Of all this the man is quite ignorant, and yet there is such a removal and rejection of falsities from his earliest childhood even to his last age, and this with every man, but especially with him who is being regenerated. The like takes place even with a man who is not being regenerated, for when he becomes an adult, and his judgment has attained its maturity, he then regards the judgments of his childhood as vain and absurd, and thus as removed far away from him. But the difference between the regenerate man and the unregenerate is that the regenerate regards those things as removed from him which do not agree with the good of faith and charity, but the unregenerate those which do not agree with the delight of the love in which he is. The latter therefore for the most part regards truths as falsities and falsities as truths. As regards earrings, they were of two kinds, those which were fastened above the nose to the forehead, and those which were fastened to the ears. Those which were fastened above the nose to the forehead were badges representative of good, and are called "nose jewels" (n. 3103); while those which were fastened to the ears were badges representative of obedience, and are "earrings." But in the original language both are expressed by the same word.
AC 4552. And Jacob hid them under the oak which was by Shechem. That this signifies eternal rejection, is evident from the signification of "hiding," as being to reject and bury as dead; and from the signification of "under the oak," as being to eternity; for as the oak is a very long-lived tree, when anything was hidden under it, it signified what is perpetual; and it also signified what is entangled, and moreover what is fallacious and false, because the lowest of the natural is relatively entangled and fallacious in so far as it derives its knowledge and its pleasure from the sensuous things of the body, and thus from fallacies. For by the "oak" is specifically signified the lowest of the natural, consequently in a good sense the truths and goods which are therein, and in the opposite sense the evils and falsities which are therein.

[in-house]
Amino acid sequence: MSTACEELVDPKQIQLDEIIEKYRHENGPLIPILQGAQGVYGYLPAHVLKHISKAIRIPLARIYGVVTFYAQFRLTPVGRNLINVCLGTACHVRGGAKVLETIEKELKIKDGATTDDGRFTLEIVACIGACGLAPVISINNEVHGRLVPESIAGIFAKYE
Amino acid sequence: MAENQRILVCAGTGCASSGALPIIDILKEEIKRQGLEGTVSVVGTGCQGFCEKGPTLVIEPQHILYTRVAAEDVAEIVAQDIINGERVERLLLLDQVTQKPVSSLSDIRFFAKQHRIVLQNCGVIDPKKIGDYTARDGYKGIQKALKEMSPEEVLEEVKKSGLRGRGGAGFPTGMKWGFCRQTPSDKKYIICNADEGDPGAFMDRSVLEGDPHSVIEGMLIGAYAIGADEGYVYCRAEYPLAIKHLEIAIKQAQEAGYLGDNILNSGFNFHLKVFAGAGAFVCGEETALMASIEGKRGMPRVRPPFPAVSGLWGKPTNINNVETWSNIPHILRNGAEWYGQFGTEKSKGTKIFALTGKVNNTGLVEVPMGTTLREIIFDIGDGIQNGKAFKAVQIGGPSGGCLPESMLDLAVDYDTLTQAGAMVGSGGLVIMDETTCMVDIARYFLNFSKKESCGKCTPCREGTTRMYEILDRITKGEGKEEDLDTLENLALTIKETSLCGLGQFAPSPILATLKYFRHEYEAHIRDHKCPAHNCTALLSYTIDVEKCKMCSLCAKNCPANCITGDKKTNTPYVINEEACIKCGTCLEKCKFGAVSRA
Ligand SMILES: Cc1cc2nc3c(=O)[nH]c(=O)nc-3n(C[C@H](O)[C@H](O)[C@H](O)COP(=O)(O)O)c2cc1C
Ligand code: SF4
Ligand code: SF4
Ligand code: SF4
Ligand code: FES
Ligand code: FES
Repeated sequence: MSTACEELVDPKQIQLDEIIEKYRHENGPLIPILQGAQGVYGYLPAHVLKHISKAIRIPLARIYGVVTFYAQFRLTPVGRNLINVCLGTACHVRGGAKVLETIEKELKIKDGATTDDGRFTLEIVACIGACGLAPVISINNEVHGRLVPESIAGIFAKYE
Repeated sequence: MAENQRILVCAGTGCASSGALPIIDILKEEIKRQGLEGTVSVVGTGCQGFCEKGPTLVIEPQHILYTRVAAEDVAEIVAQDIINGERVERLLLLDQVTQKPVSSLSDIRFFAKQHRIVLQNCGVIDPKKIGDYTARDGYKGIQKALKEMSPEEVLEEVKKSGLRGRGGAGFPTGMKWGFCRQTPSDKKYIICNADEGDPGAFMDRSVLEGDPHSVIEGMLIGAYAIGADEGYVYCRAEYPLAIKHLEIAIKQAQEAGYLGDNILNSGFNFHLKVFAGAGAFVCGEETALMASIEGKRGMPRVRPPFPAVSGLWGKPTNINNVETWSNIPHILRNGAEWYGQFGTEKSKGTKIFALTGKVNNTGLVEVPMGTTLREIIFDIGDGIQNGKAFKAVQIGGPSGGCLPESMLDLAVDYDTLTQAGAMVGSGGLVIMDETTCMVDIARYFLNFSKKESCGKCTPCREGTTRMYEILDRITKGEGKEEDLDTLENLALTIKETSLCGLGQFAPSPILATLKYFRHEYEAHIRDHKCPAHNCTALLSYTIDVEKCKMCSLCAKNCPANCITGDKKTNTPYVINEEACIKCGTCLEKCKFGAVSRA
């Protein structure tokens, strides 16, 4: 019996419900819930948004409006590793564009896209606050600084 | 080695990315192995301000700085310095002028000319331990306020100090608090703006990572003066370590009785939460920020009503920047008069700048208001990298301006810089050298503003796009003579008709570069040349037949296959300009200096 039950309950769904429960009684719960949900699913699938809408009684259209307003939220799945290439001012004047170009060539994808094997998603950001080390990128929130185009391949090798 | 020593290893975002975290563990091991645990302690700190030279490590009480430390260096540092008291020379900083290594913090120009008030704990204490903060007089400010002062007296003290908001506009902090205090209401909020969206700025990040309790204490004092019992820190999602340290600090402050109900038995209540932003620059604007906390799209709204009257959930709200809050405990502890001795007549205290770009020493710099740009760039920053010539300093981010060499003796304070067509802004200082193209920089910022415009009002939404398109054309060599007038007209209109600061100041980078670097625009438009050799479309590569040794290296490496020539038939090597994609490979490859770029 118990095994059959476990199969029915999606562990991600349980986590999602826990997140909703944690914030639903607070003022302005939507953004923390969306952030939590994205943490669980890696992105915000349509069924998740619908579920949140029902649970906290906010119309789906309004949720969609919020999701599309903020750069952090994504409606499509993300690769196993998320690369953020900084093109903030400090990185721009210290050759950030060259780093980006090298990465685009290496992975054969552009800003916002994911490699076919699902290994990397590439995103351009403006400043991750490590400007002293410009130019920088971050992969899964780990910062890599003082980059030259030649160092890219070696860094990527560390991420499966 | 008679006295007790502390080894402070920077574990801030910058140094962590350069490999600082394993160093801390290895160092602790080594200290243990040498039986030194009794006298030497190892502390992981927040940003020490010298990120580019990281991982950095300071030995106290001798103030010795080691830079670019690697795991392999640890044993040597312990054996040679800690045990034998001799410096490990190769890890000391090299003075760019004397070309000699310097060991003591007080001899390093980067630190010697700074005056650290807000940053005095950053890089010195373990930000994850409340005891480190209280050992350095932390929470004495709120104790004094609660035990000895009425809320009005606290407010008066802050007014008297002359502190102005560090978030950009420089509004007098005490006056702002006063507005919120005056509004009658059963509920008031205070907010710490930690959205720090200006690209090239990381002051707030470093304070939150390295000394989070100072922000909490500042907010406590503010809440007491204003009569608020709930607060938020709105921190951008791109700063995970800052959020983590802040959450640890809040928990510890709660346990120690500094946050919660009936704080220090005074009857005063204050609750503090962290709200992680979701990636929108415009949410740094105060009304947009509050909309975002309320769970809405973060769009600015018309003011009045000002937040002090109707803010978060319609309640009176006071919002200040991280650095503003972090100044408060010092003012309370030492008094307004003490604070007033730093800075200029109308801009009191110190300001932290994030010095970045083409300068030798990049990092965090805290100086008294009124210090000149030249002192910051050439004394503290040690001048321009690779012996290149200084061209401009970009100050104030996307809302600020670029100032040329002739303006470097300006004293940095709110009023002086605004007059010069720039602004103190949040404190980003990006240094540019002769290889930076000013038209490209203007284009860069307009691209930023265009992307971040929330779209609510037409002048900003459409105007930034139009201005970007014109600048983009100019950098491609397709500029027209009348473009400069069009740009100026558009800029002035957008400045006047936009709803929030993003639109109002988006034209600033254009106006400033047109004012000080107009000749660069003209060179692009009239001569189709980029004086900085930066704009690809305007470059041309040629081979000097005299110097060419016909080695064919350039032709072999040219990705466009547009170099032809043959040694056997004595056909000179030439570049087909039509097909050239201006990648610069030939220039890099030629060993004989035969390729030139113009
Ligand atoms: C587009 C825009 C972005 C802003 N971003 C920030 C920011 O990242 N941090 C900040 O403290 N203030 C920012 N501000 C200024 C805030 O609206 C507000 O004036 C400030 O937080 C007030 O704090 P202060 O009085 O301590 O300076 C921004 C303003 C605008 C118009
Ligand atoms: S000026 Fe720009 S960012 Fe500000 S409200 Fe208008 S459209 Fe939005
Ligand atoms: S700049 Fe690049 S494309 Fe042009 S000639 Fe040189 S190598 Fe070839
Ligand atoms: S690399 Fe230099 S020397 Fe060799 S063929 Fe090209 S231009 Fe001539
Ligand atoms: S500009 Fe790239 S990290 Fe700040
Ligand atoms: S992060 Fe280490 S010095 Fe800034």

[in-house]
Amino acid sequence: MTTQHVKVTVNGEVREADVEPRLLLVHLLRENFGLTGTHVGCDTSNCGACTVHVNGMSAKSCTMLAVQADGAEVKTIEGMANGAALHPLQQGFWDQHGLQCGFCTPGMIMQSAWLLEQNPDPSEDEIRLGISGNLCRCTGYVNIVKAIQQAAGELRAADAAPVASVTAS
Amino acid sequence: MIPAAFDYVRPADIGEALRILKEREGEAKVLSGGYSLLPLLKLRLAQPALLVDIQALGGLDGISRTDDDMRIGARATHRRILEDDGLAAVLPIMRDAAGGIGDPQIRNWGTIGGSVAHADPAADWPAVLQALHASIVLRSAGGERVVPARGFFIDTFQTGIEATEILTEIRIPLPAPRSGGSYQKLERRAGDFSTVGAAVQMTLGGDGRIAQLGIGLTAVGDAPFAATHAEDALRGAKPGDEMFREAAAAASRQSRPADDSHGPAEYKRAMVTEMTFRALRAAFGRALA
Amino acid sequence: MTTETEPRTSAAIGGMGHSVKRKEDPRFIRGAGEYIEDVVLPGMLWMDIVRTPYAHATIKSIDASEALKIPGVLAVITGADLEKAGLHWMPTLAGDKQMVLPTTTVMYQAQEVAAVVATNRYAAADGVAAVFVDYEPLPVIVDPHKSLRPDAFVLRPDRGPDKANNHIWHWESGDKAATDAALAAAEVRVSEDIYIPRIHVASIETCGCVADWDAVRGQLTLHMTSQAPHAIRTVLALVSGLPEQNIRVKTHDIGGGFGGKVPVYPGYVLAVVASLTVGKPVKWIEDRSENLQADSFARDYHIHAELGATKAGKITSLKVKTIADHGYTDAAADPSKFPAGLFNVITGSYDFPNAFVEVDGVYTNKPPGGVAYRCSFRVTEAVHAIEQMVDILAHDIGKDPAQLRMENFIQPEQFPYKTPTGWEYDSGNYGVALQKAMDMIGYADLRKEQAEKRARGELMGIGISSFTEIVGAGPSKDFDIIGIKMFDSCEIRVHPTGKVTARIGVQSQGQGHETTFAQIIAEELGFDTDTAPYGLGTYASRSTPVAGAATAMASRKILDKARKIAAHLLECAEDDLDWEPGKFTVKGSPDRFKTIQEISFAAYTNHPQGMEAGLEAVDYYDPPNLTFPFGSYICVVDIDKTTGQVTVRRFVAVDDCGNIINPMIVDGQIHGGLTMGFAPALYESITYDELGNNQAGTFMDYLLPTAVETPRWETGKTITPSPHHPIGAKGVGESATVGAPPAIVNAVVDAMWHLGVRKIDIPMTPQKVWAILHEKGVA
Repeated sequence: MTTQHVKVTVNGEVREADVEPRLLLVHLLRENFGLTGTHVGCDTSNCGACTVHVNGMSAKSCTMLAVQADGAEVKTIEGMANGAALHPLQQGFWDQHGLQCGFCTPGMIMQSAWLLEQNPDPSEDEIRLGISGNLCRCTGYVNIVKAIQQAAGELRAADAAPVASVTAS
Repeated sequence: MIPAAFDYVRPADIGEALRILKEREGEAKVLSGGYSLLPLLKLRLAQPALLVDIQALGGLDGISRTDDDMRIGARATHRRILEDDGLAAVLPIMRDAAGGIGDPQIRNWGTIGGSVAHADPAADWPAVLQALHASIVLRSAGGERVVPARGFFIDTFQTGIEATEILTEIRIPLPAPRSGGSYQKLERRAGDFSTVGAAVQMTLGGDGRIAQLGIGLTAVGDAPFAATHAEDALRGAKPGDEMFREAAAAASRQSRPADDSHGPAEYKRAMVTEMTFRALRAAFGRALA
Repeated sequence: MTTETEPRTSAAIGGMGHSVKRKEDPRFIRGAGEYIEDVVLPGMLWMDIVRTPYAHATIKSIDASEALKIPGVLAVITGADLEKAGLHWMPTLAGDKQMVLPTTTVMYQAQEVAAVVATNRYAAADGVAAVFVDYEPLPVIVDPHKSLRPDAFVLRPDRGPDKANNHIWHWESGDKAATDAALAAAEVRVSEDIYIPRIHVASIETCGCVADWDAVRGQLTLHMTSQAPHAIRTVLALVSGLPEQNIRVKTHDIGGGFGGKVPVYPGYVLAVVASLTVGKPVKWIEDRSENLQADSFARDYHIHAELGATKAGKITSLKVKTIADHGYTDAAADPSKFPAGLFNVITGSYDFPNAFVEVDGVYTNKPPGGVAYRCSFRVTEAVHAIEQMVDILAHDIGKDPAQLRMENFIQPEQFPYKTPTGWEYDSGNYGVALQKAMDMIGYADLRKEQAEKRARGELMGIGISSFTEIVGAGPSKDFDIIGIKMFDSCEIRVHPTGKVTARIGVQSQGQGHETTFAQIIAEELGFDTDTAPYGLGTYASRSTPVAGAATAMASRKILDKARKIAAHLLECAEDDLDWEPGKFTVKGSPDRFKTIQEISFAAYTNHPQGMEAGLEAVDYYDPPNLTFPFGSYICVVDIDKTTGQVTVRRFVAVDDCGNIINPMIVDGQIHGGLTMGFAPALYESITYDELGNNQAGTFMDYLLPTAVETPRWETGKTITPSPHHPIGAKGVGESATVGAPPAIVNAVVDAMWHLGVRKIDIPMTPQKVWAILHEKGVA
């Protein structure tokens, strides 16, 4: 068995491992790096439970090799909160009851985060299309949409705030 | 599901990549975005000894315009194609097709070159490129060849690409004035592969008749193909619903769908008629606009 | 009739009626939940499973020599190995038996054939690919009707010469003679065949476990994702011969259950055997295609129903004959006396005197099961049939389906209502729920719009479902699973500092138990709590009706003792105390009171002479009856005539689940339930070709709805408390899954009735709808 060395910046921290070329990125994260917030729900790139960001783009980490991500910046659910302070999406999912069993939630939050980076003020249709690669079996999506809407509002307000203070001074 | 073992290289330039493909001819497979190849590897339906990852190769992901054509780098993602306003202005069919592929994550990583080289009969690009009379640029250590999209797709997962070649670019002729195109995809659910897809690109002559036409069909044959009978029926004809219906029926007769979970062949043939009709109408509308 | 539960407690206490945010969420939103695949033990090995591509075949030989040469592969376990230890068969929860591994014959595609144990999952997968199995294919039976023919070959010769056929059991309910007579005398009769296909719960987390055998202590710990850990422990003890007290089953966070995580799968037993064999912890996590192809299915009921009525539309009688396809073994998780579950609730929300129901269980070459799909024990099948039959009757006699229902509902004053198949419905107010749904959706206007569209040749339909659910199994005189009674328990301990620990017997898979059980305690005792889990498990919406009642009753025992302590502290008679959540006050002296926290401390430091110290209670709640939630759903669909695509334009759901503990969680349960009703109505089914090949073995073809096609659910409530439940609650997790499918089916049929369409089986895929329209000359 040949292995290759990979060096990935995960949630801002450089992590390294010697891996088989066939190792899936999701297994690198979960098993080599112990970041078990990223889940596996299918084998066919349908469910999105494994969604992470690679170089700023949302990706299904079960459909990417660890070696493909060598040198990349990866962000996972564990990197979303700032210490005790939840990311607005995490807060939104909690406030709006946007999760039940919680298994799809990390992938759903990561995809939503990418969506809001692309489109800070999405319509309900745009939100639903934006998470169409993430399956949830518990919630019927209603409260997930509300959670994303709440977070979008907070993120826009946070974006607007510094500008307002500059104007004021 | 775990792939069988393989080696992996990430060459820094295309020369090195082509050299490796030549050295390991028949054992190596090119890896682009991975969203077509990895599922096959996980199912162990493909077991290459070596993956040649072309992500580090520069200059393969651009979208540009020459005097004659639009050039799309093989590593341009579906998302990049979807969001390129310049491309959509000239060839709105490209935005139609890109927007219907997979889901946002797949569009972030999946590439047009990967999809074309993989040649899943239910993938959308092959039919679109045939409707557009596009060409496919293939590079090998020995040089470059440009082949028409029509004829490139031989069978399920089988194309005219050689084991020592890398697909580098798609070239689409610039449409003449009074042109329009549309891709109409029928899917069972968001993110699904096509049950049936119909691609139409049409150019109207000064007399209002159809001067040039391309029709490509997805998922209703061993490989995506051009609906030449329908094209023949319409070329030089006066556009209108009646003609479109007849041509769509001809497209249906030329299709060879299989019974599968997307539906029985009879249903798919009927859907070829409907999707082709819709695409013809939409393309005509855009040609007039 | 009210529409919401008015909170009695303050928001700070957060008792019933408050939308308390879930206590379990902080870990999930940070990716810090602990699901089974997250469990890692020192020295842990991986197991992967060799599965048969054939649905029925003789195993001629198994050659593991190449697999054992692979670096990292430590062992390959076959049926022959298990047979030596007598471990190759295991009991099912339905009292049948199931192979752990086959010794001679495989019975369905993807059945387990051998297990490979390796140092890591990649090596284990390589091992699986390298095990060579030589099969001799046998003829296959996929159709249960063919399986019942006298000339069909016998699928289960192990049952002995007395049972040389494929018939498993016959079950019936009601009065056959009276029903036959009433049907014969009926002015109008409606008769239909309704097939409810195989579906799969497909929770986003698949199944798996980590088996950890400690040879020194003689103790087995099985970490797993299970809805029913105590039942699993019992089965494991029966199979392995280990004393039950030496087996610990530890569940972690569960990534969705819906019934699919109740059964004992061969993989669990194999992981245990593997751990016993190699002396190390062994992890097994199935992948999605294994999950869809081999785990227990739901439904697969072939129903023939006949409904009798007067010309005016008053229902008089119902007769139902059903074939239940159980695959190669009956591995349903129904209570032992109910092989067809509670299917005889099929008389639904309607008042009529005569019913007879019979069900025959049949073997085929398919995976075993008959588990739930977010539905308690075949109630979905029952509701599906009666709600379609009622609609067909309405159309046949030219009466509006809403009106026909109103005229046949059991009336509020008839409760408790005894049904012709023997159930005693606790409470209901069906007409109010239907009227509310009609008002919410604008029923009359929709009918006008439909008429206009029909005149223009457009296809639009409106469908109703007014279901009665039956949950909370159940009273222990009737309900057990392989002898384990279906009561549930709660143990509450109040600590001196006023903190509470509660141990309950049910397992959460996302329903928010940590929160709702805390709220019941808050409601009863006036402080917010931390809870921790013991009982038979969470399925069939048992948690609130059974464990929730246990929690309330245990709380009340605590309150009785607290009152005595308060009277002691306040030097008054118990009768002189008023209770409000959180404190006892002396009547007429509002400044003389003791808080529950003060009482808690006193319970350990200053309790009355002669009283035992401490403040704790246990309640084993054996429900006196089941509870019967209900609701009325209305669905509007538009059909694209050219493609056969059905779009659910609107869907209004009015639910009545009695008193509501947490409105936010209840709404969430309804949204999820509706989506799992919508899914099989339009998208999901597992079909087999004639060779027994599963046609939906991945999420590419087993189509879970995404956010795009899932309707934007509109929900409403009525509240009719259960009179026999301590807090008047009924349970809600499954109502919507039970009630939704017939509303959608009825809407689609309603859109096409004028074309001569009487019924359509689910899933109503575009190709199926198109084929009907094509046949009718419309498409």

Moreover when falsities are removed in a regenerate man, they are rejected to the lowest of the natural; and therefore when a man becomes mature in judgment and clearsighted, and especially when he becomes intelligent and wise, they appear still further removed from his interior sight. For with the regenerate man truths are in the inmost of his natural near good, which is like a little sun there; and the truths which depend on these are distant therefrom according to the degrees of so to speak their consanguinity and affinity with good. Fallacious truths are in the more outward circumferences, and falsities are rejected to the outermost ones. The latter remain with man forever, but are in this order when the man suffers himself to be led by the Lord, for this order is heavenly order, inasmuch as heaven itself is in such an order. But when a man does not suffer himself to be led by the Lord, but by evil, these things are then in the opposite order, evil with falsities then being in the middle, truths being rejected to the circumferences, and the veriest Divine truths to the outermost circumferences, which order is infernal, for in such an order is hell, the outermost circumferences being the lowest things of the natural.